|The Millennials in Travel leadership team includes Katelyn O’Shaughnessy, director of technology; Monika Weinsoft, director of membership; Joshua Smith, co-founder and director of strategic development; Skye Mayring, director of social media; and Caitlin Murphy, co-founder and director of events.|
Whether it’s on the agent side or the consumer end, Millennials have become a market that cannot be ignored by anyone in the travel industry anymore. But before we tell you about the two organizations that have pushed this market to the forefront, let us first tell you who these Millennials are.
Although there are no precise dates when the Millennial Generation starts and ends, researchers and commentators use birth years ranging from the early 1980s to the early 2000s.
As far as travel habits go, Marisa Costa, business development manager for Young Travel Professionals, one of two organizations we will tell you about shortly, says Millennial clients can be defined by three core factors: value, convenience and experience.
“Millennials aren’t necessarily looking for the cheapest accommodations or services, but they need to be convinced of the value of what they’re getting,” she says. “Having grown up with the Internet, Millennials are extremely comfortable doing their own research to be sure they are getting the most bang for their buck.”
According to a 2014 report from global information and measurement company Nielsen entitled “Millennials: Breaking The Myths,” Millennials are 77 million strong, on par with baby boomers, and they make up 24 percent of the U.S. population. This represents significant opportunity for brands that understand who Millennials are, where they live and what they watch and buy.
|YTP’s Marisa Costa: “Millennials need to be convinced of the value they’re getting.”|
The Nielsen report also states that Millennials make up 20 percent of same-sex couples; 36 percent of Millennial women have had children; 23 percent of Millennials have a Bachelor’s degree or higher; 19 percent are Hispanic; 14 percent are African-American and 5 percent are Asian.
“Millennials are the social generation. They’re the founders of the social media movement—constantly connected to their social circles via online and mobile,” according to the Nielsen report. “They prefer to live in dense, diverse urban villages where social interaction is just outside their front doors. They value authenticity and creativity, and they buy local goods made by members of their communities. They care about their families, friends and philanthropic causes. But they’re also coming of age in the most dire economic climate since the Great Depression—making their families, communities and social networks even more valuable as they band together.”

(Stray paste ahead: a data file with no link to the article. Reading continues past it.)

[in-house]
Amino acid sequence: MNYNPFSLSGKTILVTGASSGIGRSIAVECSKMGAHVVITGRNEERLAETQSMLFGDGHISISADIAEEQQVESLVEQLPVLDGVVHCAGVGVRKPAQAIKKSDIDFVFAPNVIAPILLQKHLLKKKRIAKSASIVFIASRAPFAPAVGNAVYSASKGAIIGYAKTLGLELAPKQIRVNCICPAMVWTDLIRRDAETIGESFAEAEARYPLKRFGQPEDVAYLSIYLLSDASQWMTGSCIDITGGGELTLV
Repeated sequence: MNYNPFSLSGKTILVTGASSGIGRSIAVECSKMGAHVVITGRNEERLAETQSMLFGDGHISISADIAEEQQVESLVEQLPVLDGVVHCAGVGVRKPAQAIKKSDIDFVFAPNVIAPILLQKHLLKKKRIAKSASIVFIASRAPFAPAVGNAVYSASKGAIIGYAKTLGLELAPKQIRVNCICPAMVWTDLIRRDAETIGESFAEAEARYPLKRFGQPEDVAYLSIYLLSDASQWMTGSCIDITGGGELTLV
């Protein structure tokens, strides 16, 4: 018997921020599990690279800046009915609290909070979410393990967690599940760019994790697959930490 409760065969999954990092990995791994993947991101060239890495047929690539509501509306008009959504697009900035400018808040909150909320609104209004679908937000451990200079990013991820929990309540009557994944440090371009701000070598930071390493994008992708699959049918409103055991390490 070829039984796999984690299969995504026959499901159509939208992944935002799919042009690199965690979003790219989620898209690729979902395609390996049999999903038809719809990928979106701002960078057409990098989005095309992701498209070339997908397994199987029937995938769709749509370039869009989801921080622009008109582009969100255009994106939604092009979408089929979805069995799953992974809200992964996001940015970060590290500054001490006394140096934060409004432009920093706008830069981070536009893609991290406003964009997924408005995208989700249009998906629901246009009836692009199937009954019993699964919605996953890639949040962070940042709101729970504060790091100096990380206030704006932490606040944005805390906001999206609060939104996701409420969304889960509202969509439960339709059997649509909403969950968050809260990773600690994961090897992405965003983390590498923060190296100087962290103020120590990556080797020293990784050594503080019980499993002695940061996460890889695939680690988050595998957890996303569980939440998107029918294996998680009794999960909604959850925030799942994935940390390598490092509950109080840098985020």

“Convenience is extremely important as Millennials are used to getting things done as fast and as simple as possible,” says Costa. “We prefer e-mail, texting, mobile bookings, online check-in/check-out, and free Wi-Fi is seen almost as a right.”
Carole Anne Hughs Wood, leisure and marketing coordinator for Valerie Wilson Travel and one of YTP’s founders, says Millennial clients are more informed than baby boomers were when they first started traveling.
Baby boomers are—and always have been—a well-traveled sect, so naturally they tend to bring their children along on vacations. Because of this, many Millennials got to see a good chunk of the world at a very young age. And because these travelers got a head start on seeing the world, coupled with their sharp Internet skills, they are less likely to be scared off when a crisis such as Ebola hits.
“Millennial travelers are well informed,” says Hughs Wood. “They are a little more connected, a little more informed, perhaps because they are more Internet savvy than older clients. While many people were canceling trips to South Africa because of the Ebola scare, many Millennial clients were inquiring about a trip there.”